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Beethoven and the Habsburgs -
explored by

'... infectious zest ...'

Beethoven Explored Volume 1. © 2003 David Lefeber, Metier Sound & Vision

Beethoven had early contact with the Habsburgs. He was thirteen when he petitioned for an official position and salary at the electoral court of Cologne, where he had already made a distinctive musical impression. That same year, 1784, Maximilian Franz, youngest brother of the Holy Roman Emperors Joseph II and Leopold II, became prince-archbishop of Cologne and granted Beethoven's request. While at Bonn, he wrote a funeral cantata for Joseph and for Leopold an accession cantata. Countless times he must have played in the electoral palace at Bonn (now the university) and gazed admiringly at Balthasar Neumann's ingenious staircase, crowning glory of the summer residence at Brühl.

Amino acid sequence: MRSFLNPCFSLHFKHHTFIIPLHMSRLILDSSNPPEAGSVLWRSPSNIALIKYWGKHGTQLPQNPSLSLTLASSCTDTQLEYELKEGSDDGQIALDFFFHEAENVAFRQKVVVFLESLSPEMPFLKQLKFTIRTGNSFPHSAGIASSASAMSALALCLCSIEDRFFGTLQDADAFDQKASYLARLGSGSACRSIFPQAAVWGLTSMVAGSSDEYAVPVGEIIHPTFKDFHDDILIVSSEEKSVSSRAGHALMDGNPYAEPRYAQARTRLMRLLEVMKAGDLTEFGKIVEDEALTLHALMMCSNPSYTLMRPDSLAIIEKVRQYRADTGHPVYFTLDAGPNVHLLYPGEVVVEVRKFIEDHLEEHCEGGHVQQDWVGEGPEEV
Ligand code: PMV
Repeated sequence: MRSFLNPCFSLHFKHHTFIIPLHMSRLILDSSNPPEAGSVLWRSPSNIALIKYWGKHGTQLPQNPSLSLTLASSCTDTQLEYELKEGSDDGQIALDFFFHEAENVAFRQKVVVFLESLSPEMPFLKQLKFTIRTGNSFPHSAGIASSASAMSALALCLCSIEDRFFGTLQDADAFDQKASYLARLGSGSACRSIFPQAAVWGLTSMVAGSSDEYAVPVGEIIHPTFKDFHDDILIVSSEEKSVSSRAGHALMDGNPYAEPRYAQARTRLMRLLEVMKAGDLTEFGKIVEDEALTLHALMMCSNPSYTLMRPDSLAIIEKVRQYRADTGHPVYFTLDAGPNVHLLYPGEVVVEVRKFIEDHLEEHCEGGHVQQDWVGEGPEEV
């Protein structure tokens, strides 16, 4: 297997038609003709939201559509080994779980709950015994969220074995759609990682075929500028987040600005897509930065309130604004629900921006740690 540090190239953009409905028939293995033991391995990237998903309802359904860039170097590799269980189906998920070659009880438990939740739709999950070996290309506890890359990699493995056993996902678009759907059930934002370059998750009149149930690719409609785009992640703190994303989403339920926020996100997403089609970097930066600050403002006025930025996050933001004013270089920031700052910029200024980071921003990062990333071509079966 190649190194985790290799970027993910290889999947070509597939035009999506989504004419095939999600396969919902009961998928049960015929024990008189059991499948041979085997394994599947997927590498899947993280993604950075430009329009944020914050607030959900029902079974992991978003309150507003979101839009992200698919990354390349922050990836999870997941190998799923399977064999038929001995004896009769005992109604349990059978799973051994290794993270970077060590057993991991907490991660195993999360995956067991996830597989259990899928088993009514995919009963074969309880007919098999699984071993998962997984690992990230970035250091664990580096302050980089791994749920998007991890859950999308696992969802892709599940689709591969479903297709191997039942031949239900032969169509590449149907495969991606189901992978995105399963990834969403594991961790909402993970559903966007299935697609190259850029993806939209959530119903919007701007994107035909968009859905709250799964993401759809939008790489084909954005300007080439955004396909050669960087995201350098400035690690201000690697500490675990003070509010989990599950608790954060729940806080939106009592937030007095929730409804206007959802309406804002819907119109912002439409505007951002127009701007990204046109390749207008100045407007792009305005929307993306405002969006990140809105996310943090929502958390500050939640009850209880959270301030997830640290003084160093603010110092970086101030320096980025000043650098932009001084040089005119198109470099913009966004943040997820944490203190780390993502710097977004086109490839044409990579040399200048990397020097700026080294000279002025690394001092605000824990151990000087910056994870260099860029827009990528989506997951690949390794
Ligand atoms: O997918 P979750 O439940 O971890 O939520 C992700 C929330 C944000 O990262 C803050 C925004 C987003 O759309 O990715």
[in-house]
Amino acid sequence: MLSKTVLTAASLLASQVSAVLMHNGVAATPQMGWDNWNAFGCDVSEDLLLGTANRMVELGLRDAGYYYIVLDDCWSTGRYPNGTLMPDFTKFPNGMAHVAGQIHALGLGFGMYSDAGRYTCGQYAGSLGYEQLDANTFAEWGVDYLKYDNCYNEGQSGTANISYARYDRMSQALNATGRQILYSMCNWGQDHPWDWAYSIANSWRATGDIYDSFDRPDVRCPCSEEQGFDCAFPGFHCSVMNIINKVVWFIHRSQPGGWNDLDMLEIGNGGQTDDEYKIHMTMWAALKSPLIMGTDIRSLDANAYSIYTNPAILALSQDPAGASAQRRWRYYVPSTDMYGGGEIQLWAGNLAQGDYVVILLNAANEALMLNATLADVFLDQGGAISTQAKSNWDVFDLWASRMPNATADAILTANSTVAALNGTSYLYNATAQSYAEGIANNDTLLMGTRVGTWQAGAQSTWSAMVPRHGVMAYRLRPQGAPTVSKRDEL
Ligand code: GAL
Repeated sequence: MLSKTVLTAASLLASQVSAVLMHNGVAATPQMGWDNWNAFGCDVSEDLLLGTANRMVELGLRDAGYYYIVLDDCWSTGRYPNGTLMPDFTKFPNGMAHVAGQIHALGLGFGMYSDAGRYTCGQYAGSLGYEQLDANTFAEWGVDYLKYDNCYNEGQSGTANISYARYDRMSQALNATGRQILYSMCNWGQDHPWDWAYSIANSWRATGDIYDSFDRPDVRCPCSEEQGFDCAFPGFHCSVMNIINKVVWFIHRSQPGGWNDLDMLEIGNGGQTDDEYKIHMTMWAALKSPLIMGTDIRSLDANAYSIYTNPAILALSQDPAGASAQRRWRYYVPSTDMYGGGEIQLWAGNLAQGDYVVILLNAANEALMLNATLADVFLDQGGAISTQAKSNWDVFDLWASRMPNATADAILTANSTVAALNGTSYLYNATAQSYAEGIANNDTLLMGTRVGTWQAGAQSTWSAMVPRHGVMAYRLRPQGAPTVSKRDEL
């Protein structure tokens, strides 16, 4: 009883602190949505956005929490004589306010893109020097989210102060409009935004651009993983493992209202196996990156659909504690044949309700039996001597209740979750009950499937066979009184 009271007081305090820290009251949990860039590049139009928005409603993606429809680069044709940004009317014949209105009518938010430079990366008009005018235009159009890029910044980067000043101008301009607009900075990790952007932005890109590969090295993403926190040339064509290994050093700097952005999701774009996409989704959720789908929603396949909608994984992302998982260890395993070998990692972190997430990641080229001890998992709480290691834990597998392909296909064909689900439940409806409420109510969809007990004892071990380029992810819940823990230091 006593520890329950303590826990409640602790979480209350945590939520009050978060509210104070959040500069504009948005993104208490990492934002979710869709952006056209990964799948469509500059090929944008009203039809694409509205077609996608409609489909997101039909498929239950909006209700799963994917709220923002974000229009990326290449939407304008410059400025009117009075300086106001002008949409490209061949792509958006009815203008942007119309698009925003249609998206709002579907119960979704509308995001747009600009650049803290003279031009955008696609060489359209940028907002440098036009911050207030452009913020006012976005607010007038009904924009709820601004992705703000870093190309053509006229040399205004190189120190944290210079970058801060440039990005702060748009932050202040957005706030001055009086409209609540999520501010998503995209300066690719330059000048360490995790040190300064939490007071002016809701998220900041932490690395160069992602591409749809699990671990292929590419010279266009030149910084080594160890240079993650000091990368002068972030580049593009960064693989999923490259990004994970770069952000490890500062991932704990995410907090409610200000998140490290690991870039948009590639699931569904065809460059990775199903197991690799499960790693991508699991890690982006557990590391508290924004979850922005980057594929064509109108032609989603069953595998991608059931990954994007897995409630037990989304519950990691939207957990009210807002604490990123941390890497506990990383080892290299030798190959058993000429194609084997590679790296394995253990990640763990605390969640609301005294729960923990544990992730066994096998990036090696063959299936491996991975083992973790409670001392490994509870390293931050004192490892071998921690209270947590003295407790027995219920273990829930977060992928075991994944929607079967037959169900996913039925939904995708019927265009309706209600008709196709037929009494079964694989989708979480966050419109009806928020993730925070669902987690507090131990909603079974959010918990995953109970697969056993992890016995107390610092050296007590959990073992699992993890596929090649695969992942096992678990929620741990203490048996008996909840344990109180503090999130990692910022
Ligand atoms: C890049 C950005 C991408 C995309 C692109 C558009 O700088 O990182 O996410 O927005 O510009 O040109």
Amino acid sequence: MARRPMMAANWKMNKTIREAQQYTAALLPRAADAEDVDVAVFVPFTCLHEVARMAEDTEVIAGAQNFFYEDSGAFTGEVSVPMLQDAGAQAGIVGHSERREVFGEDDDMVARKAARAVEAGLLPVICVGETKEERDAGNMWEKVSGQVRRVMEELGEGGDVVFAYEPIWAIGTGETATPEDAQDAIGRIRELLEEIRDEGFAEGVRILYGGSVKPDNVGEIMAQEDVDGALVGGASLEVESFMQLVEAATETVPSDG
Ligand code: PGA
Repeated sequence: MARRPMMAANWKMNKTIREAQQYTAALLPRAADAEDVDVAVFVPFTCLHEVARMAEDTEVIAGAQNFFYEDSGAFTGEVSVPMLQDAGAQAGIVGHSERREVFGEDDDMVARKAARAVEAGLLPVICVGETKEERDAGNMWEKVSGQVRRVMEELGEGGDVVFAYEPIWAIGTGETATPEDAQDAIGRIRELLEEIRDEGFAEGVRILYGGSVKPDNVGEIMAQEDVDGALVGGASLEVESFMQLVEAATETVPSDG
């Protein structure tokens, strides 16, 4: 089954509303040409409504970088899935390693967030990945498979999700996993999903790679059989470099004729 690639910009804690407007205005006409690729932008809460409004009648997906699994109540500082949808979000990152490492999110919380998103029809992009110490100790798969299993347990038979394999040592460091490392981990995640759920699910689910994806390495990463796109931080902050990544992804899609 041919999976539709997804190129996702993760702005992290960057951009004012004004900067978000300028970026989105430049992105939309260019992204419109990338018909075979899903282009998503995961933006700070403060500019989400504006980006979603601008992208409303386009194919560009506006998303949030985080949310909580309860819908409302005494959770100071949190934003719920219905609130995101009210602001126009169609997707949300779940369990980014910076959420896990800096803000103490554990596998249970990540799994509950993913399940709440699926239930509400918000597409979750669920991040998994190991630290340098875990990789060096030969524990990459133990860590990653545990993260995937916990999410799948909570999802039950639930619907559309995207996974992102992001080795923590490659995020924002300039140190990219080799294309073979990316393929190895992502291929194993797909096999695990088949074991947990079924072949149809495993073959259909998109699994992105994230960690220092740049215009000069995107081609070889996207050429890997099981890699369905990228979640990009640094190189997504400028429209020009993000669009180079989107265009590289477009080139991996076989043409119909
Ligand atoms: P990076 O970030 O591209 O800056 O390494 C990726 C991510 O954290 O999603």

A more modest offering from the Bonn years was a G major rondo, which Beethoven sent for copying to his slightly younger contemporary, Eleonore von Breuning, daughter of the Helene who acted as a substitute mother for Beethoven. The main theme is catching enough to have persuaded Fritz Kreisler to make his more Viennese Rondino out of it [listen -- track 5, 1:50-2:33]. More significant are the Variations on Figaro's aria from an opera Beethoven played at Bonn as leader of the violas. Three of the other orchestral musicians, Reicha and the Romberg brothers, wrote variations on the same aria, perhaps a playful challenge among the young men. Beethoven already showed his searching spirit in Variation VI, cast in a very thoughtful minor mode [listen -- track 12, 0:00-0:53].

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Copyright © 29 October 2003 Robert Anderson, London UK


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